Another note on those Chartered College Of Teaching elections | teachingbattleground

Just a quick post here, but something on Twitter reminded me of another problem I’d talked about when the College of Teaching was proposed.

Back when discussions were underway about the Chartered College Of Teaching, one thing I argued for was more controversial than all the others although, of course, even the things that were more clear cut were completely ignored by the non-teachers who set up the Chartered College. This controversial suggestion was that senior managers be treated differently to teachers who weren’t senior managers. I didn’t mean excluded completely. Of course, they…

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I was wrong about the Chartered College Of Teaching. It’s worse than I thought it would be. | teachingbattleground

 

I keep resolving not to blog about the Chartered College Of Teaching. Obscurity will probably stop them getting public money faster than infamy will. Then some new information comes out, or they do something, that I cannot ignore. It’s now three posts in a row about them, but I couldn’t ignore this.

Just to remind you, this was meant to be a new professional association for teachers. It was made clear right from the start that it was meant to be teacher led, with David Cameron as prime minister promising:

…we will be working with the Claim Your College consortium in support of its…

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I was wrong about the Chartered College Of Teaching. It’s worse than I thought it would be. | teachingbattleground

 

I keep resolving not to blog about the Chartered College Of Teaching. Obscurity will probably stop them getting public money faster than infamy will. Then some new information comes out, or they do something, that I cannot ignore. It’s now three posts in a row about them, but I couldn’t ignore this.

Just to remind you, this was meant to be a new professional association for teachers. It was made clear right from the start that it was meant to be teacher led, with David Cameron as prime minister promising:

…we will be working with the Claim Your College consortium in support of its…

Continue reading at:

https://ift.tt/2Jl8vjG

The Chartered College of Getting It Wrong | teachingbattleground

Last week I wrote about how, after repeated promises that the new professional body for teachers would be teacher led, the upcoming election to its council would not only allow non-teachers to stand (and to vote) if they were “fellows”, but that most of the positions on the council, including that of president, were restricted to fellows. A category of membership that includes non-teachers is being advantaged over ordinary teachers.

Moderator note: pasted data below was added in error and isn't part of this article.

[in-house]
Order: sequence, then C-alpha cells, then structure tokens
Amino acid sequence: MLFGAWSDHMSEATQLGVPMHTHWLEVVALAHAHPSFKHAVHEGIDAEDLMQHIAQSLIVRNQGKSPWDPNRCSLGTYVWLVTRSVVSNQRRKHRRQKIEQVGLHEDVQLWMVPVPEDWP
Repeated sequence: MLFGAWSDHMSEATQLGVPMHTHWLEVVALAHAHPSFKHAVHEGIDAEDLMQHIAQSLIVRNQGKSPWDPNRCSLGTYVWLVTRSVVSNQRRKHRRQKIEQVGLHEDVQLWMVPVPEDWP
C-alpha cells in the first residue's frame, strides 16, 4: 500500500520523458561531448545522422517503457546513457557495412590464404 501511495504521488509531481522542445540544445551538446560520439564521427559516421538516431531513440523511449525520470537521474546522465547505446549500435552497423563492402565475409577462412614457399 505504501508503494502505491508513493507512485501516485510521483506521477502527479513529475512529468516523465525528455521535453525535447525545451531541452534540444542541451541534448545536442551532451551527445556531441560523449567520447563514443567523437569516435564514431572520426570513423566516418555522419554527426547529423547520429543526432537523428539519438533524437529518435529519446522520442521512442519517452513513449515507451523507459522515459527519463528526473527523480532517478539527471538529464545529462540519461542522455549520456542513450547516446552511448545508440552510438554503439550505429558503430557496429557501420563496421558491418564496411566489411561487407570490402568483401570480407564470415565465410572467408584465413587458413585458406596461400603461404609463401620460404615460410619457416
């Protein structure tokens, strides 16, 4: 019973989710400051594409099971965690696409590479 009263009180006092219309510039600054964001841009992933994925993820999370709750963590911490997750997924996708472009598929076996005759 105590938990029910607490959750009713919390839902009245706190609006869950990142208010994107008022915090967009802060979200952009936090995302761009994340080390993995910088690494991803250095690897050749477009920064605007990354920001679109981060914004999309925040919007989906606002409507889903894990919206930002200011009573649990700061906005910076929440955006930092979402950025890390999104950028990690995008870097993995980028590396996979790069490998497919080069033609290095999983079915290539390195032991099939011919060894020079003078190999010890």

There were a variety of responses. As ever there were plenty of people who aren’t currently teachers asking to be recognised as teachers which perhaps says…

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The Chartered College Of Not Actually Teaching | teachingbattleground

You may be aware that there is a government subsidised “Chartered College” that was set up to help develop teacher professionalism.

However, unlike some professions, the teaching professions biggest obstacles to being treated as professionals, has been working in a system that treats non-teachers and managers as the experts about teaching, and teachers as in need of being told what to do.

Right from the start, any new professional body for teachers was going to need to exclude non-teachers (particularly education lecturers and consultants) and, while including teachers in management…

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The Progressive Narrative on Behaviour Part 3 | teachingbattleground

Previously I have discussed two important parts of the progressive narrative on behaviour:
The idea that children are liberated by a lack of discipline.
The idea that children are not responsible for their behaviour.

The third and final strand of progressive thought on discipline can be summarised as “teacher blaming”. The idea is that bad behaviour is caused by individual teachers in the classroom doing the wrong thing for individual students. Slogans used to express this philosophy include:
“you make the weather in your classroom”,
“good behaviour management is based on good…

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#Unpromoted | teachingbattleground

There is a lot of debate in teaching around who speaks for teachers. Classroom teachers are often given very little freedom to express opinions. At times, believing a particular ideology is treated as almost part of the job description. Often union leaders, educationalists and headteachers are treated as if they speak for the profession, even though there are often huge differences between their perspective and those of somebody teaching year 9 on a Friday afternoon.

At its absolute worst we have:
Attempts to silence teachers who dare express views that aren’t those of the education…

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